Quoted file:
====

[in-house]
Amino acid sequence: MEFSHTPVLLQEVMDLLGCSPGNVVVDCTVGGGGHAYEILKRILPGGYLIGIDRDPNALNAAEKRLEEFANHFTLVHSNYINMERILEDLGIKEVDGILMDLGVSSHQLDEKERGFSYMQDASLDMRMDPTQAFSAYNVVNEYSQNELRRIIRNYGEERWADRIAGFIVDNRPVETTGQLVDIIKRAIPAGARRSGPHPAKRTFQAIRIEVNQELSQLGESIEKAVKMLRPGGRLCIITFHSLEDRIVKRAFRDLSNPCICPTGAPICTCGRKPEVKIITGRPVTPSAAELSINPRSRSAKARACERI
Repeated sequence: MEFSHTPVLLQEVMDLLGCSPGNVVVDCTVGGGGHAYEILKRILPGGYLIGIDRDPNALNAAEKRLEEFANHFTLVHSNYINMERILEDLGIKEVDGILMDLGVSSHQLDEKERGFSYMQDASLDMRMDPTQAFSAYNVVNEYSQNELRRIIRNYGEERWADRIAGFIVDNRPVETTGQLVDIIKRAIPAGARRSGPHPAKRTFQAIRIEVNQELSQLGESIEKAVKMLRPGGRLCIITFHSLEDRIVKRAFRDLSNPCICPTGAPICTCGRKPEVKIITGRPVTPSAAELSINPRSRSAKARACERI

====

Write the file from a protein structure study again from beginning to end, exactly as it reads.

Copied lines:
[in-house]
Amino acid sequence: MEFSHTPVLLQEVMDLLGCSPGNVVVDCTVGGGGHAYEILKRILPGGYLIGIDRDPNALNAAEKRLEEFANHFTLVHSNYINMERILEDLGIKEVDGILMDLGVSSHQLDEKERGFSYMQDASLDMRMDPTQAFSAYNVVNEYSQNELRRIIRNYGEERWADRIAGFIVDNRPVETTGQLVDIIKRAIPAGARRSGPHPAKRTFQAIRIEVNQELSQLGESIEKAVKMLRPGGRLCIITFHSLEDRIVKRAFRDLSNPCICPTGAPICTCGRKPEVKIITGRPVTPSAAELSINPRSRSAKARACERI
Repeated sequence: MEFSHTPVLLQEVMDLLGCSPGNVVVDCTVGGGGHAYEILKRILPGGYLIGIDRDPNALNAAEKRLEEFANHFTLVHSNYINMERILEDLGIKEVDGILMDLGVSSHQLDEKERGFSYMQDASLDMRMDPTQAFSAYNVVNEYSQNELRRIIRNYGEERWADRIAGFIVDNRPVETTGQLVDIIKRAIPAGARRSGPHPAKRTFQAIRIEVNQELSQLGESIEKAVKMLRPGGRLCIITFHSLEDRIVKRAFRDLSNPCICPTGAPICTCGRKPEVKIITGRPVTPSAAELSINPRSRSAKARACERI